A part of everyday life
January 13, 2021
From the first moment European settlers first step foot on the land that would eventually become the United States, religion has been a bedrock principle upon which this country has been built.
Its importance in the history of the country is expressly outlined in the First Amendment of the Constitution: “Congress shall make no law respecting an establishment of religion, or prohibiting the free exercise thereof”.
We have a tradition in the United States of America of respecting a diverse range of religious traditions, and we live in a very diverse pluralistic society in which our government and our constitution does not recognize one religion as more important than another,”
— social studies teacher Jeff Crowe
“We have a tradition in the United States of America of respecting a diverse range of religious traditions, and we live in a very diverse pluralistic society in which our government and our constitution does not recognize one religion as more important than another,” social studies teacher Jeff Crowe said. “We have the First Amendment, the very first amendment to our Constitution, expresses that and I think that’s important because it also protects religion by not having the government or basically our laws becoming involved in religions. We have what, historians, and authors, and people have referred to as a wall or a separation between the church and the state. Which has kind of been the tradition in the United States for the last 240 years.”
However, according to the Pew Research Center, the percent of Americans who pray daily and attend religious services on a regular basis has seen a modest decline in recent years.
Data from the nationwide study shows a decline in the percent of adults that describe themselves as religiously affiliated dropping from 83 percent in 2007, to 77 percent in 2014.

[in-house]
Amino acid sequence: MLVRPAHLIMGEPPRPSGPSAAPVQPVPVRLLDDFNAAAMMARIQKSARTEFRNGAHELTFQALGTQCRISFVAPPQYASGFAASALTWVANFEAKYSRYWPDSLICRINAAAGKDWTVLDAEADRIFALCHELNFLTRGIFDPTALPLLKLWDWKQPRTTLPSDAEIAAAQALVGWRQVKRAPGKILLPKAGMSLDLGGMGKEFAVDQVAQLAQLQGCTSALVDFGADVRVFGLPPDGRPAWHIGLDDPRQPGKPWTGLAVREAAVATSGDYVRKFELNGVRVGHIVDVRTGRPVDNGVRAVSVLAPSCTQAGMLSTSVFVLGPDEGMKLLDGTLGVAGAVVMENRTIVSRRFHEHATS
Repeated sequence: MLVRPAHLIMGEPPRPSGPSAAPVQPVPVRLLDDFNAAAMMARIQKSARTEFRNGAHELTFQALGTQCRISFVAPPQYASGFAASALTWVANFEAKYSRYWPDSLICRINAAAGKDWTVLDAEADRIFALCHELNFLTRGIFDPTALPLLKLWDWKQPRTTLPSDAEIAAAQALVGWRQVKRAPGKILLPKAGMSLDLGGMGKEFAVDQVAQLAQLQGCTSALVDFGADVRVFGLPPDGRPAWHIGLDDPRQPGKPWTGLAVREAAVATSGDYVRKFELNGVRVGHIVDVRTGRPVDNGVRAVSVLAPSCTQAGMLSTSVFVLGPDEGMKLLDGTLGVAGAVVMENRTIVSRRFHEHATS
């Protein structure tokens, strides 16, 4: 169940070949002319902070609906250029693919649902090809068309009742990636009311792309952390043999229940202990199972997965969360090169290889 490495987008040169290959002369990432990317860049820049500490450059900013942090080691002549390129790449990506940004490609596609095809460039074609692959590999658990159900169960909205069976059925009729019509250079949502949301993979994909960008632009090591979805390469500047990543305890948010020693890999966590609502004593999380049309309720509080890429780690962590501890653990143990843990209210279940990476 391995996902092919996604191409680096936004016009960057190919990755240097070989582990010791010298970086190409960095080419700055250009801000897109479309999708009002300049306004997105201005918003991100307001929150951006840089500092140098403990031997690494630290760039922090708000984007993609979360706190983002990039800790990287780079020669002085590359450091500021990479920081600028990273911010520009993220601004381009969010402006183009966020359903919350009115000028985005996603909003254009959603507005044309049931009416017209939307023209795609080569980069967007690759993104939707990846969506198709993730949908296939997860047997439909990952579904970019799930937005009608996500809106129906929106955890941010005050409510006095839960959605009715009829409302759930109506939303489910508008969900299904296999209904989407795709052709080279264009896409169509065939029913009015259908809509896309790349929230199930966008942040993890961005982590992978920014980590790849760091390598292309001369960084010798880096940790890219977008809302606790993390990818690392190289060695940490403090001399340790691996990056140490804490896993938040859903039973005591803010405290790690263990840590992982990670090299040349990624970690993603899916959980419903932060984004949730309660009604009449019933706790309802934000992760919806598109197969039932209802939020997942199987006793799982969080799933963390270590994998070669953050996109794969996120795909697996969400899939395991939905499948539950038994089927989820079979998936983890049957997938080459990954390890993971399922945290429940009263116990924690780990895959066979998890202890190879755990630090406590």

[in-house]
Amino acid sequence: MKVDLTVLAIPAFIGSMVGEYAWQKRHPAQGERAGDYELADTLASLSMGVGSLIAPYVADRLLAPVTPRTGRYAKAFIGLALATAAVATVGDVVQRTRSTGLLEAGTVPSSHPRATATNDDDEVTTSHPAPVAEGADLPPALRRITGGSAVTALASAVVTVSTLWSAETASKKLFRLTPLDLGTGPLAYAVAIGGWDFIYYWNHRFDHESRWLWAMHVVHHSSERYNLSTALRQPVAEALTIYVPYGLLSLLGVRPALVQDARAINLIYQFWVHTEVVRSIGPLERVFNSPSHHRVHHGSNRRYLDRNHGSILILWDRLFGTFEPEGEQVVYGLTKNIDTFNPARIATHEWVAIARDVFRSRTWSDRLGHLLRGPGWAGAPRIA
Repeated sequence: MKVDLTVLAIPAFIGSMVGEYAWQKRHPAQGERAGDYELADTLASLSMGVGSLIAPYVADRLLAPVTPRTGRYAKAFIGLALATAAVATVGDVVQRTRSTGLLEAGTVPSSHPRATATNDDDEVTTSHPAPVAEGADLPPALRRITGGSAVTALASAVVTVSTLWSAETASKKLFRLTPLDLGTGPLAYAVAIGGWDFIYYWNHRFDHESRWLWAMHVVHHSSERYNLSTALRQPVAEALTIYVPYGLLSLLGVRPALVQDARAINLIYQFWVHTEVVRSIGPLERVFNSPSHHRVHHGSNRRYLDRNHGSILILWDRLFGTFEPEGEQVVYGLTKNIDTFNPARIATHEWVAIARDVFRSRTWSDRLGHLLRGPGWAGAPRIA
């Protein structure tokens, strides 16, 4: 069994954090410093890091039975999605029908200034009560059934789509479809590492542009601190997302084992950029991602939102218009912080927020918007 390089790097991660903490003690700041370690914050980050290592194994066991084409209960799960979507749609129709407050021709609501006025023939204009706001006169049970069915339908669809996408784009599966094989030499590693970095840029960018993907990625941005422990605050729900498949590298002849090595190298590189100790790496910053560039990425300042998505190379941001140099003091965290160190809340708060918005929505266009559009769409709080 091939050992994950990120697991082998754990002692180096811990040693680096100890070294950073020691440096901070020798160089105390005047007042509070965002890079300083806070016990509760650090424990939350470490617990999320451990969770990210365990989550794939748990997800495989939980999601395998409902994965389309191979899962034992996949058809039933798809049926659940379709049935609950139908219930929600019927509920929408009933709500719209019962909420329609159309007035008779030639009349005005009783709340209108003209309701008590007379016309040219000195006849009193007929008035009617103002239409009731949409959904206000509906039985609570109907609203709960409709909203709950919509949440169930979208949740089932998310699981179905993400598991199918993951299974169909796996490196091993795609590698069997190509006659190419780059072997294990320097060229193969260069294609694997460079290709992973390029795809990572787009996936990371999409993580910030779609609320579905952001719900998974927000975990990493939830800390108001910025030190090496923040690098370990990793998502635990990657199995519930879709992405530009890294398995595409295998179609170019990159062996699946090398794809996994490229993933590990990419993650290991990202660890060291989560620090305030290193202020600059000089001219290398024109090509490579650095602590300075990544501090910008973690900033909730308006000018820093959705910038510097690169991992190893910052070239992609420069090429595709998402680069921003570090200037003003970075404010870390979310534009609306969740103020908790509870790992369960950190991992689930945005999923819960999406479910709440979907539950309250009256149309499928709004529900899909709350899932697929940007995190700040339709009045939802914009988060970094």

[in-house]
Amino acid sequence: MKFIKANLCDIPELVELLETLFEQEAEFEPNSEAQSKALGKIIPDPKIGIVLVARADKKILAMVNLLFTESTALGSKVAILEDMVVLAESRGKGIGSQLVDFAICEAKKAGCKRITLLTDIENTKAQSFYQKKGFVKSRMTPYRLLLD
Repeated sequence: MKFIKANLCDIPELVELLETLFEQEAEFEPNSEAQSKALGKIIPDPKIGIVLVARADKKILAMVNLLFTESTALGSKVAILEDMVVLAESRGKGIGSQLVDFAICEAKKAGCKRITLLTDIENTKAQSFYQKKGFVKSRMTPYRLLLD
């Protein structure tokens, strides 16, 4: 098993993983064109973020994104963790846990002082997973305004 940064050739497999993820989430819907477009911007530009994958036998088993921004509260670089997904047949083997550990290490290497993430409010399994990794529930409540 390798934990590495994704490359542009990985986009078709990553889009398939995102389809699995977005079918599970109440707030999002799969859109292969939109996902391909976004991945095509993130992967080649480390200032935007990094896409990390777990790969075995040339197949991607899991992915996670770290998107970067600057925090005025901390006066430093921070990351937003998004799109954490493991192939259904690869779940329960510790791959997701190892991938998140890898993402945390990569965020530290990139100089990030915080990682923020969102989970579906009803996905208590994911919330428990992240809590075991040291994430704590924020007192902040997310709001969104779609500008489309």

For teenagers, the numbers are a bit different.
A 2020 study by the pew research center found that 68 percent of teenagers consider themselves unaffiliated with any religion.
Here on campus, the numbers appear to be close to the national average, as regardless of the faith, religion plays a role in the lives of a majority of students.
“Well, a lot of people, religion, it makes my day to day life because like a lot of people think it’s like just like a rule book and like all that but really it’s like having a relationship with him and like wanting to, like, do the things that are right for Him, and that like, it’s not just a rulebook but it’s a way of life,” class of 2020 graduate Jared Jones said. “And that Christianity for me is, since I’m reading the Bible study like that’s a way for me to step out my faith. But also, it’s a way for me to also learn more about Him, and that causes me to be a better person.”
“Most of my day-to-day life is affected by religion because I come from a really religious like strict Hindu family,” senior Anurupa Roy said. “So part of it like I’ll wake up everyday I’ll pray, I’ll come to school, and then when I get back home I’ll pray.”
“My religion includes a lot of prayer so there are definite times in the day where I have to like, pause what I’m doing and go to pray and things like that,” senior Safa Ashraf said. “So it’s very involved and I’m involved with almost every day.”